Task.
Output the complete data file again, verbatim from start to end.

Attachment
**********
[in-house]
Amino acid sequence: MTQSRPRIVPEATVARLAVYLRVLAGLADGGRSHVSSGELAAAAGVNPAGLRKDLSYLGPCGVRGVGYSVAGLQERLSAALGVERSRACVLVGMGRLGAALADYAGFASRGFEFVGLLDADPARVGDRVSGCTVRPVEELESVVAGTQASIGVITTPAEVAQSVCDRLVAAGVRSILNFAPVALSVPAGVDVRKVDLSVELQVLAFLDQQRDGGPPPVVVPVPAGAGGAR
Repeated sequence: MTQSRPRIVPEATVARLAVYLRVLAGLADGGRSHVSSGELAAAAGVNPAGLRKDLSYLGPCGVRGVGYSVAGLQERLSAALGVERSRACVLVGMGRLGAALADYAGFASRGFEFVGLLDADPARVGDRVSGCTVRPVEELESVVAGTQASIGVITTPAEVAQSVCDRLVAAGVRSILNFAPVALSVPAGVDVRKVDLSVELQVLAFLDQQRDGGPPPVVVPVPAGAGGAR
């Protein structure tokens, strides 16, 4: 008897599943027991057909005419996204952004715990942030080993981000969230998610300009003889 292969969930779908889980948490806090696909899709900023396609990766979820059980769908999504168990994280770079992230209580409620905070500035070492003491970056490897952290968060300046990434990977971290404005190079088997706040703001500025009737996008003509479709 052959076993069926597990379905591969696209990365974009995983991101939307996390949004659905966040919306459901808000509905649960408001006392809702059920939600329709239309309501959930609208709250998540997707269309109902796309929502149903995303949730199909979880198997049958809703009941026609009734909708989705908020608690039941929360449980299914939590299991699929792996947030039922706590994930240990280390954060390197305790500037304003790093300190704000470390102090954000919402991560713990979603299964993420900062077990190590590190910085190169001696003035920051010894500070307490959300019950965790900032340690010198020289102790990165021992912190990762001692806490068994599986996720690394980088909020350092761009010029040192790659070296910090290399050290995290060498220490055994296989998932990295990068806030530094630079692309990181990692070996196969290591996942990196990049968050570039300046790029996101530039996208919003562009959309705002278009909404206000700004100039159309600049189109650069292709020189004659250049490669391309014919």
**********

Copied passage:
[in-house]
Amino acid sequence: MTQSRPRIVPEATVARLAVYLRVLAGLADGGRSHVSSGELAAAAGVNPAGLRKDLSYLGPCGVRGVGYSVAGLQERLSAALGVERSRACVLVGMGRLGAALADYAGFASRGFEFVGLLDADPARVGDRVSGCTVRPVEELESVVAGTQASIGVITTPAEVAQSVCDRLVAAGVRSILNFAPVALSVPAGVDVRKVDLSVELQVLAFLDQQRDGGPPPVVVPVPAGAGGAR
Repeated sequence: MTQSRPRIVPEATVARLAVYLRVLAGLADGGRSHVSSGELAAAAGVNPAGLRKDLSYLGPCGVRGVGYSVAGLQERLSAALGVERSRACVLVGMGRLGAALADYAGFASRGFEFVGLLDADPARVGDRVSGCTVRPVEELESVVAGTQASIGVITTPAEVAQSVCDRLVAAGVRSILNFAPVALSVPAGVDVRKVDLSVELQVLAFLDQQRDGGPPPVVVPVPAGAGGAR
């Protein structure tokens, strides 16, 4: 008897599943027991057909005419996204952004715990942030080993981000969230998610300009003889 292969969930779908889980948490806090696909899709900023396609990766979820059980769908999504168990994280770079992230209580409620905070500035070492003491970056490897952290968060300046990434990977971290404005190079088997706040703001500025009737996008003509479709 052959076993069926597990379905591969696209990365974009995983991101939307996390949004659905966040919306459901808000509905649960408001006392809702059920939600329709239309309501959930609208709250998540997707269309109902796309929502149903995303949730199909979880198997049958809703009941026609009734909708989705908020608690039941929360449980299914939590299991699929792996947030039922706590994930240990280390954060390197305790500037304003790093300190704000470390102090954000919402991560713990979603299964993420900062077990190590590190910085190169001696003035920051010894500070307490959300019950965790900032340690010198020289102790990165021992912190990762001692806490068994599986996720690394980088909020350092761009010029040192790659070296910090290399050290995290060498220490055994296989998932990295990068806030530094630079692309990181990692070996196969290591996942990196990049968050570039300046790029996101530039996208919003562009959309705002278009909404206000700004100039159309600049189109650069292709020189004659250049490669391309014919």